Temple Jewelry - Palpable with Spiritual Energy
The expression of piousness, temple jewels (originating in 4th century AD, during the reign of the Chola dynasty) should be in your list of choices if you are a connoisseur of traditional Indian jewelry.
Featuring bright and bold demeanor, it's a style of jewelry that I am pretty sure you would also love to have in your jewelry box - of course if you are an admirer of big and lively jewelry.
It's not that modern days' brides are only going for trendy and in-vogue jewelry. Today's out-going women are no more hesitant of treading the lesser-known territories, with so many of them exploring and embracing traditional styles of Indian jewelry.
Due to this reason, scrumptious temple jewels have become one of the favorite picks of Indian women for their bridal jewelry trousseau. You may also like to read Indian Bridal Jewelry Tips.
After all when the new age stylish women are showing inclination for eye-catching statement jewelry, how can they overlook the ethnic and mystic temple jewels.
Did I mention to check with your grandma if she has a temple jewel in her treasure trove? Yes, being passed on from one generation to next, temple pieces are valuable enough to be treasured for life.
Have a look at these breathtaking head ornaments by Ganjam jewelers which are from their family archives, and unfortunately not for sale :).
Origin of the term - "Temple Jewelry"
This classic, intricate and handcrafted style of jewelry was used to grace the idols of gods and goddesses in the temples of south India, hence this style got its name.
However, later on temple dancers of those days too started adorning temple jewels, and do you know modern day Bharatanatyam dancers still dress-up with this style of jewelry.
Source of Influence
Motifs of Hindu goddess Lakshmi and lord Krishna are very popular when it comes to temple style of jewelry. Like, central theme with goddess Lakshmi sitting on lotus flower and lord Krishna with Shesh Nag (snake) are the good choices for pendants and necklaces.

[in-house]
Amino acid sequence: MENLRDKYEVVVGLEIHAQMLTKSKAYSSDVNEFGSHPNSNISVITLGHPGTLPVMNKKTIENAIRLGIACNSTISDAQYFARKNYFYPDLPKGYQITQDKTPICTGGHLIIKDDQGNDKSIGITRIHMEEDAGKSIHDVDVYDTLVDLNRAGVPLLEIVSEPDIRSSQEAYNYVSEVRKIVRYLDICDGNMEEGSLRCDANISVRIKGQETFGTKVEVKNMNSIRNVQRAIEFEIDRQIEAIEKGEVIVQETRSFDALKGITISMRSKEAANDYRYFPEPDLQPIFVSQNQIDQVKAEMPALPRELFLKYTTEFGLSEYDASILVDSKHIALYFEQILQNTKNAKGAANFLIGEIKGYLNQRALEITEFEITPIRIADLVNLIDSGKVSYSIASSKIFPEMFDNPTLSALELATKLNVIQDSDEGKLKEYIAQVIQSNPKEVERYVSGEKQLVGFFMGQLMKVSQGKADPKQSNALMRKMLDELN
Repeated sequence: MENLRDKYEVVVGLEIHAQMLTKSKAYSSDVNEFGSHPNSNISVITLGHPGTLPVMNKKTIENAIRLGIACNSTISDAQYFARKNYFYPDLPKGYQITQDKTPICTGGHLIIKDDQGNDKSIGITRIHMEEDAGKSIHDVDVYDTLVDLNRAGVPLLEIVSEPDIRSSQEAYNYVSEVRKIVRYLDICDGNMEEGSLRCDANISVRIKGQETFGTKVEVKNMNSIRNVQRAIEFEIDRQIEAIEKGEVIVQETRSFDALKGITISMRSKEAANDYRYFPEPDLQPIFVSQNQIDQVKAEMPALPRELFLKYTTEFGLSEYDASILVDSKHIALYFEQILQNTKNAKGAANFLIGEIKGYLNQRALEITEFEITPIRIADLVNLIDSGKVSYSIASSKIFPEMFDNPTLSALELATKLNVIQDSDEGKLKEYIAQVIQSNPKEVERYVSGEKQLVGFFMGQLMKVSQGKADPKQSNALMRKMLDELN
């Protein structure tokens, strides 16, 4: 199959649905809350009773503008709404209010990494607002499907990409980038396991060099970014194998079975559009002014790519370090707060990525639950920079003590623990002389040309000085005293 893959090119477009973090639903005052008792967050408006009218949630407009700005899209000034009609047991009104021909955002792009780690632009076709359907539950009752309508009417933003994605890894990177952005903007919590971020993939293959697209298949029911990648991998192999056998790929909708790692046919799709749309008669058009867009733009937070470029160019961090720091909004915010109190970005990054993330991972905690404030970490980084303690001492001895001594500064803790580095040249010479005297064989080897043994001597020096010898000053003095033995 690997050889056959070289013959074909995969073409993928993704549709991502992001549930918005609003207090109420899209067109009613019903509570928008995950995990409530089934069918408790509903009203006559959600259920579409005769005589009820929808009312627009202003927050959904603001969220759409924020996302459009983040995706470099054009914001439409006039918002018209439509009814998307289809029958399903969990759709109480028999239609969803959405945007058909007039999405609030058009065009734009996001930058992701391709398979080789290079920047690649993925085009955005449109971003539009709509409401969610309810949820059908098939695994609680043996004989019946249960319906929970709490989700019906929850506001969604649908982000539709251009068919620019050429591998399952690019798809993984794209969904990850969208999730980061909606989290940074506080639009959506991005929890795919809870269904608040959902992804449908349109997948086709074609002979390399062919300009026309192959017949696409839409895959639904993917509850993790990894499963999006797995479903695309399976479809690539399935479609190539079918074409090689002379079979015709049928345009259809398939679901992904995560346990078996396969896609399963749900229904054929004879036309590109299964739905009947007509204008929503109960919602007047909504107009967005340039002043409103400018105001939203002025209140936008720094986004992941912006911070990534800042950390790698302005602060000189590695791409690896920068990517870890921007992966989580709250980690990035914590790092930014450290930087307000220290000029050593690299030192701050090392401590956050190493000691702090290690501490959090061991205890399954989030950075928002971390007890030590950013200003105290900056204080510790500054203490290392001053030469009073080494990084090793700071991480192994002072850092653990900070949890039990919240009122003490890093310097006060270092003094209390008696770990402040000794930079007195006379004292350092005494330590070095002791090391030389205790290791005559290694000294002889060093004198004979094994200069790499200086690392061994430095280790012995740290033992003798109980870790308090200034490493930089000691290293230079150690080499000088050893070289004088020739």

Goddess Lakshmi Pendant (left) and Lord Krishna Necklace (right)
Nonetheless, it's not just about pendants and necklaces only, even temple style arm-bands (vanki), earrings (jhumkas) and hair accessories are also quite in demand.
(left to right) Earrings, Armband and Hair Decorative
Religious symbols and sacred objects like flowers, earthen lamps, conch shells, coins, and animal motifs of elephant, swan, eagle, peacock and snake are also commonly used subjects for temple baubles.
However, if you will observe, although the main element is the face or figure of the deity, the peripheral details of a temple jewel has a substantial influence of architectural designs seen on the old temple walls.
Yes, this form of jewelry is very much inspired from design and style of South Indian temples and sculptures. Like in the below image, if you pay attention to, here the necklace design resembles the patterns and craftsmanship commonly seen on the walls of Hindu temples.
Traditionally only 22 karat yellow gold was used along with ruby, emerald, sapphire and uncut diamonds. However, with the changing times and rise in the price of gold, use of silver has become prevalent to make it more affordable and pocket-friendly for emerging breed of buyers.
You may find so many jewelers launching their temple jewelry collections, portraying contemporary styles to match the tastes and preferences of modern consumers - with not-so-heavy designs that combine well with present-day fashion and style.
However, my personal take is that
since temple jewelry is of traditional genre, its fusion with modern
styling should be within a certain limit. Otherwise, it may completely
kill the original essence of temple jewel. So, in my opinion, if you are searching for something sleek, then it's better to go for other
style of jewelry. A temple piece should not be your choice.
At the end of the day, a temple jewels are defined by big and chunky designs. Therefore, in the name of blending old and new styles, it will be totally wrong to change the meaning and idea behind temple jewels.
For example, have a look at this temple jewelry necklace (below image) by Joyalukas with combination of uncut diamonds, ruby and pearls. It's the perfect confluence of modern and ethnic detailing with the flavor of temple style being kept intact.
As a final word, let me tell you, being associated with spirituality, temple style of jewelry is out there to stay and will never go out of fashion. It's always going to stay fresh and in fad.